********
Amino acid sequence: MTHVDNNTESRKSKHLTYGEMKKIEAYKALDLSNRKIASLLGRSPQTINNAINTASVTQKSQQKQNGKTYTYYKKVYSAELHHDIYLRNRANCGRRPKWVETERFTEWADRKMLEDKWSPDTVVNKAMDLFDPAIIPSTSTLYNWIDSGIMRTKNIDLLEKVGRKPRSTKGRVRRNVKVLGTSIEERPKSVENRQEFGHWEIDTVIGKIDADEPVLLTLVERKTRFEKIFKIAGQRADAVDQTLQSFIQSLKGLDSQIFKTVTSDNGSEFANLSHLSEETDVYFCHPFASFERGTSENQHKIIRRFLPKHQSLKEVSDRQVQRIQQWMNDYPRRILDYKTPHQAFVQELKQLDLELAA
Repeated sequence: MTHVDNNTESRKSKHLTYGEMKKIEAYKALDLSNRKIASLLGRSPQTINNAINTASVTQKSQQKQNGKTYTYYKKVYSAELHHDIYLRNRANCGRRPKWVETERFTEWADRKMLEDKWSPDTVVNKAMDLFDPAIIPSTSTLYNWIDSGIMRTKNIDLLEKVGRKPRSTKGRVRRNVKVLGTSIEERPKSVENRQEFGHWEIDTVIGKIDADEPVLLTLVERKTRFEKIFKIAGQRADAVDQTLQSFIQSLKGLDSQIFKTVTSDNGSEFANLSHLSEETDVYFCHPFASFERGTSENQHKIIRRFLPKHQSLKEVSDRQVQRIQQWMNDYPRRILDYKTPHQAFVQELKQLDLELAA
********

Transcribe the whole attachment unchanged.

Amino acid sequence: MTHVDNNTESRKSKHLTYGEMKKIEAYKALDLSNRKIASLLGRSPQTINNAINTASVTQKSQQKQNGKTYTYYKKVYSAELHHDIYLRNRANCGRRPKWVETERFTEWADRKMLEDKWSPDTVVNKAMDLFDPAIIPSTSTLYNWIDSGIMRTKNIDLLEKVGRKPRSTKGRVRRNVKVLGTSIEERPKSVENRQEFGHWEIDTVIGKIDADEPVLLTLVERKTRFEKIFKIAGQRADAVDQTLQSFIQSLKGLDSQIFKTVTSDNGSEFANLSHLSEETDVYFCHPFASFERGTSENQHKIIRRFLPKHQSLKEVSDRQVQRIQQWMNDYPRRILDYKTPHQAFVQELKQLDLELAA
Repeated sequence: MTHVDNNTESRKSKHLTYGEMKKIEAYKALDLSNRKIASLLGRSPQTINNAINTASVTQKSQQKQNGKTYTYYKKVYSAELHHDIYLRNRANCGRRPKWVETERFTEWADRKMLEDKWSPDTVVNKAMDLFDPAIIPSTSTLYNWIDSGIMRTKNIDLLEKVGRKPRSTKGRVRRNVKVLGTSIEERPKSVENRQEFGHWEIDTVIGKIDADEPVLLTLVERKTRFEKIFKIAGQRADAVDQTLQSFIQSLKGLDSQIFKTVTSDNGSEFANLSHLSEETDVYFCHPFASFERGTSENQHKIIRRFLPKHQSLKEVSDRQVQRIQQWMNDYPRRILDYKTPHQAFVQELKQLDLELAA